With many Americans still struggling from the recession facing high health care costs, many people have chosen to cut medication or medical care to save money.
According to a survey conducted by Consumer Reports, the percentage of people who reported skipping medication and other forms of health care this year rose nine percentage points to 48 percent, the largest increase to date.
Of 2,038 adults over the age of 18, 49 percent (1,226) said they take at least one prescription medication, with the average amount of prescriptions being 4.5.
Of people who took medication, 28 percent said they took risks with their medication to save money. Sixteen percent admitted to not filling a prescription, 13 percent took an expired medication and 12 percent skipped a scheduled dose without consulting the doctor or pharmacist.
Those taking medication took other medical risks to save money, too. Twenty-one percent said they put off doctor's visits, 17 percent said they delayed a medical procedure and 14 percent said they declined a medical test.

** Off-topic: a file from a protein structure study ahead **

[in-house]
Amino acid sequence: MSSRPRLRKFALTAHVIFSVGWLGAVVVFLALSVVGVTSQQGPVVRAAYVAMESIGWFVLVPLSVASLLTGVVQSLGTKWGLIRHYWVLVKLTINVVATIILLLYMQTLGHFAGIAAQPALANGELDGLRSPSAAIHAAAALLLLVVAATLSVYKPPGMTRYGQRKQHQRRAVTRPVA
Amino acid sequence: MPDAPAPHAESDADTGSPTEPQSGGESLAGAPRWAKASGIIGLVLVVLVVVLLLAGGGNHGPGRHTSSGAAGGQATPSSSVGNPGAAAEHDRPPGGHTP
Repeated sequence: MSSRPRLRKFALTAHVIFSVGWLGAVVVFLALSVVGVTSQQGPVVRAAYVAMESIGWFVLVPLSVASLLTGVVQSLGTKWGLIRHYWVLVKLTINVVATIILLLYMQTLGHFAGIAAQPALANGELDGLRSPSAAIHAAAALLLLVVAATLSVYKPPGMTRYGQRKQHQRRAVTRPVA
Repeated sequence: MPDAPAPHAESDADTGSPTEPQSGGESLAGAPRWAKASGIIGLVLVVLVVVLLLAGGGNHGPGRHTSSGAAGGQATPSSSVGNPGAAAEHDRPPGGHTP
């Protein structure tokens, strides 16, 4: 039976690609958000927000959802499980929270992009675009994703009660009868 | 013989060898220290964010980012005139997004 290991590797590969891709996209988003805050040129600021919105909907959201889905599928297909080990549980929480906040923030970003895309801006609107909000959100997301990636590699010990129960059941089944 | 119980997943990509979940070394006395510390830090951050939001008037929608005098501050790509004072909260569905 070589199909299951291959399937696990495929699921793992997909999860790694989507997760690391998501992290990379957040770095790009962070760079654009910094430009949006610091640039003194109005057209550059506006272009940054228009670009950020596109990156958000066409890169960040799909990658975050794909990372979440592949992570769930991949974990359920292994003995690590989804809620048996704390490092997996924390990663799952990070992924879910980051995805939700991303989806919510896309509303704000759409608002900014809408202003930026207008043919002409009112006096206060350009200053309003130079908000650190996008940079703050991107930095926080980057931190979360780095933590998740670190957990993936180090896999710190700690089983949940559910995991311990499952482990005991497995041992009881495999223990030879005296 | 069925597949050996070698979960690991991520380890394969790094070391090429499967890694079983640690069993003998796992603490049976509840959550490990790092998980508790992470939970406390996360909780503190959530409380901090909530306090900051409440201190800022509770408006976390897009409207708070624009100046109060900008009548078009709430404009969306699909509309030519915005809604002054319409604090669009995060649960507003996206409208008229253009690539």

Despite the high cost of medication, three out of four respondents said they filled prescriptions with generic drugs. However, the survey notes that 39 percent of respondents had concerns or misconceptions about generics. Some people thought generics weren't as effective or safe as brand-name drugs, or they didn't have to meet the same standards from the Food and Drug Administration.
However, generics and brand-name drugs are made with the same active ingredients and the makers of both drugs must follow the same regulations.
Furthermore, nearly 41 percent of survey respondents said their doctors rarely or never recommended generic drugs.
If a patient can't afford their medication, that's something his or her doctor needs to know, wrote John Santa, director of the Consumer Reports Health Ratings Center in the report. But to find out, doctors have to ask.
Santa continued, Doctors should think of themselves as stewards of their patient's care, and that includes considering their patient's ability to pay.